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  • Author Antoni Pleszowski (1859—1899)
  • Date of production 1887 (gypsum model), 1896 (cast)
  • Dimensions height: 125 cm, length: 84 cm, width: 87 cm
  • Author's designation inscription: C des Bronzes | Cire perdue BRUXELLES, sculpture unsigned
  • ID no. MNK-II-rz-246
  • Museum The National Museum in Kraków
  • Branch The Sukiennice
  • Availability The Chełmoński Room
  • Subjects sculpted, death
  • Technique casting, chiselling, polishing
  • Material bronze
  • Object copyright The National Museum in Kraków
  • Digital images copyright public domain
  • Digitalisation RDW MIC, Małopolska's Virtual Museums project
  • Tags sculpture , death , 2D , classicism , public domain
Print description

This woman with a melancholic look on her face and her hair coveredh, gives the impression of being deeply immersed in her thoughts, which may reflect the passing and loss of a loved one. The manner of presenting the sitting, freely-posed figure derives from the works of Michelangelo, as well as later Roman sepulchral sculpture of the Baroque period, with which the author of the work — an artist educated in Kraków, Vienna and Rome — was very familiar.

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This woman with a melancholic look on her face and her hair coveredh, gives the impression of being deeply immersed in her thoughts, which may reflect the passing and loss of a loved one. The manner of presenting the sitting, freely-posed figure derives from the works of Michelangelo, as well as later Roman sepulchral sculpture of the Baroque period, with which the author of the work — an artist educated in Kraków, Vienna and Rome —w as very familiar. An uneasy arrangement of a heavy, exquisitely carved fabric breaks the static character of the composition. Henryk Struve, a philosopher and a leading representative of 19th-century Polish art criticism, noted that the statue ‘combines simplicity and naturalness with calmness and seriousness’. Marian Sokołowski emphasized its “truly monumental aura”.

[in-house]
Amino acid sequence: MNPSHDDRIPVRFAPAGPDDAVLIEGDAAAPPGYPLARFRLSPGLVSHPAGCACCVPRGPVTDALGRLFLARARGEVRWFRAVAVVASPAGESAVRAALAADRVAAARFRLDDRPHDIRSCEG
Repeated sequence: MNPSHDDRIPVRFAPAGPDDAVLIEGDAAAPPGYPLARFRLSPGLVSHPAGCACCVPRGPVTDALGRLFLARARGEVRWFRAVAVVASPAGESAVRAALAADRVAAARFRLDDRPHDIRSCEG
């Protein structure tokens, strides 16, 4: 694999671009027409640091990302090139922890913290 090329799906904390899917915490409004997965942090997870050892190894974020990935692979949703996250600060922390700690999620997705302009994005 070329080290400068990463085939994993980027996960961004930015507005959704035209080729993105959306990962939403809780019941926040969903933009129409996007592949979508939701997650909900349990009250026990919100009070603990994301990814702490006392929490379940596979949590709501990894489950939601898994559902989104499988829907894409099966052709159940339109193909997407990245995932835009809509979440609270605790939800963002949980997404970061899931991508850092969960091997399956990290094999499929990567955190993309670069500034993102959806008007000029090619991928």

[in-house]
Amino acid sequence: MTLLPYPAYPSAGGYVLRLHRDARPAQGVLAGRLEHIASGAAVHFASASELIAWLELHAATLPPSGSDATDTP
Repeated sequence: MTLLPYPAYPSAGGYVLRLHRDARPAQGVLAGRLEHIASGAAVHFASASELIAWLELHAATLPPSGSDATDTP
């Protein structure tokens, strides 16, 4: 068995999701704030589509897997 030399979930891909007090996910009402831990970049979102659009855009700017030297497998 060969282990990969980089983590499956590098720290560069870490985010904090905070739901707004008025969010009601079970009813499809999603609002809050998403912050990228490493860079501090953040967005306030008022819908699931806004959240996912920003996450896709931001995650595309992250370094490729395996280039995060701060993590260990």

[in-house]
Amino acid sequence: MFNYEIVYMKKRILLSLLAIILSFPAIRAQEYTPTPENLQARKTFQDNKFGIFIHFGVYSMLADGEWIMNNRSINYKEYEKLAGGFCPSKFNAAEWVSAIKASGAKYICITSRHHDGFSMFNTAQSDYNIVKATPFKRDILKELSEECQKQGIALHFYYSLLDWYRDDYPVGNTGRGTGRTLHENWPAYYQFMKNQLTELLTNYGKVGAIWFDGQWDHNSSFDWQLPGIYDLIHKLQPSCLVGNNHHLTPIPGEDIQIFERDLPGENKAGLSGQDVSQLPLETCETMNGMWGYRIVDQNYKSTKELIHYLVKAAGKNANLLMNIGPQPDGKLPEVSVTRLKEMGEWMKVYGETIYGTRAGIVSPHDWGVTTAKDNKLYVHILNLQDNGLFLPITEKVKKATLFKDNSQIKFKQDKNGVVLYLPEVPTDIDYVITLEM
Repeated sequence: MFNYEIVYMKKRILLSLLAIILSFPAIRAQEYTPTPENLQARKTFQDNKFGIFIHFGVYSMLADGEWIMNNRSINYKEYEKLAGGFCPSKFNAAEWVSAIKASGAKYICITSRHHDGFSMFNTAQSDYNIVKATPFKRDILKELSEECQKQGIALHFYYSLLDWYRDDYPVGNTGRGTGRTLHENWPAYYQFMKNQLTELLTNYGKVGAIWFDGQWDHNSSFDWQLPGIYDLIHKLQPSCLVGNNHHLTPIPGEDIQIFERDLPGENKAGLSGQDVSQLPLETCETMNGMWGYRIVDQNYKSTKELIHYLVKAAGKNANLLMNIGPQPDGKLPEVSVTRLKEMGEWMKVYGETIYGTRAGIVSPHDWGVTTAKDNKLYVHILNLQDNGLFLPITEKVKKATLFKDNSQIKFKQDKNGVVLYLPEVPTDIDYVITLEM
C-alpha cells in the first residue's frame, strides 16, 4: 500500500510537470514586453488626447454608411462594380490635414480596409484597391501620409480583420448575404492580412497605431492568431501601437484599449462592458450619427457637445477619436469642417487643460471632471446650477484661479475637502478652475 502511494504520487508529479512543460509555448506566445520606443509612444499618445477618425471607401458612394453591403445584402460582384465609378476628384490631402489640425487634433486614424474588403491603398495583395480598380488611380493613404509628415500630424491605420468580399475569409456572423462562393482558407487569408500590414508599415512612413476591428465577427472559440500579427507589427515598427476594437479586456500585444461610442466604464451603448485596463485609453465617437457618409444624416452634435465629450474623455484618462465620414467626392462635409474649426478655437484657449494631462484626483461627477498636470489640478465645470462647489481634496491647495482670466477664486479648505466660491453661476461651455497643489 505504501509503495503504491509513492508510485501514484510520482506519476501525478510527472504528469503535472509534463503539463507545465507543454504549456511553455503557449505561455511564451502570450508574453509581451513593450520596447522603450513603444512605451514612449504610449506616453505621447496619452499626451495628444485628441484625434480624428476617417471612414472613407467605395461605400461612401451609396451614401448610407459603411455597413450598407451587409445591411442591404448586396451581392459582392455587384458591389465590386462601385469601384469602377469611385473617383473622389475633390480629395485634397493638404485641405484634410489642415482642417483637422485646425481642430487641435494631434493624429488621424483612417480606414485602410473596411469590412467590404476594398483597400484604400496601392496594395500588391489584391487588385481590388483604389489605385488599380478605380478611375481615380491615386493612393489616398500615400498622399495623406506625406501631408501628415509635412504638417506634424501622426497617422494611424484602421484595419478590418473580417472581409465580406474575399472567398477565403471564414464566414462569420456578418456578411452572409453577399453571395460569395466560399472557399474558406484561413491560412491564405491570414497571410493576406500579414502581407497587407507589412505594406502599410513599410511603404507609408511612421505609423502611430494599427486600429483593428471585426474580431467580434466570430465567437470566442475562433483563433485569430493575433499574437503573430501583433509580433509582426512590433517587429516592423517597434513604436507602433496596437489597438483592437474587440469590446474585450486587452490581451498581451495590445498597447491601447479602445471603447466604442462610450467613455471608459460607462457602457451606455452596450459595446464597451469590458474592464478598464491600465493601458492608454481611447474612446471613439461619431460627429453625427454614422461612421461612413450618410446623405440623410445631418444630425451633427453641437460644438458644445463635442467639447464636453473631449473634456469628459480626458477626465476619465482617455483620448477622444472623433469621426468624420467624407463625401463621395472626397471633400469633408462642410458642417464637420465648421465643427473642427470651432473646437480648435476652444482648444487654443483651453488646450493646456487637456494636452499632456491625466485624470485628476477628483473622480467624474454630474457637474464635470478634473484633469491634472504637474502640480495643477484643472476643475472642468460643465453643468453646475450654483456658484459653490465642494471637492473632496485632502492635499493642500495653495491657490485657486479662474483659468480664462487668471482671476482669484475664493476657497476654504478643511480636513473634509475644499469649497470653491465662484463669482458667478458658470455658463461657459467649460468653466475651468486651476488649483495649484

The plaster version of the sculpture by Antoni Pleszowski was exhibited for the first time in 1887, at the First Great Exhibition of Polish Art in the Cloth Hall in Kraków. The unusual suggestiveness of the work has not escaped the attention of the critics, as evidenced in another passage from Henryk Struve's article: “Without the inscription, we can see that this figure sat in the graveyard in the immediate vicinity of death, and the sad reverberation permeates us and our souls”. The sculpture was also exhibited in 1896 in Brussels. The bronze cast of the sculpture presented here was created under the direction of Cyprian Godebski and at the expense of the National Museum in Kraków. This bronze cast belongs to the permanent exhibition of the museum to this day. A further cast functions as a grave sculpture in one of the Brussels cemeteries. At the Rakowicki Cemetery in Kraków, you can see numerous figures inspired by the work of Pleszowski.

Elaborated by Agata Małodobry (The National Museum in Kraków), © all rights reserved

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Sculpture “Over a grave” by Antoni Pleszowski

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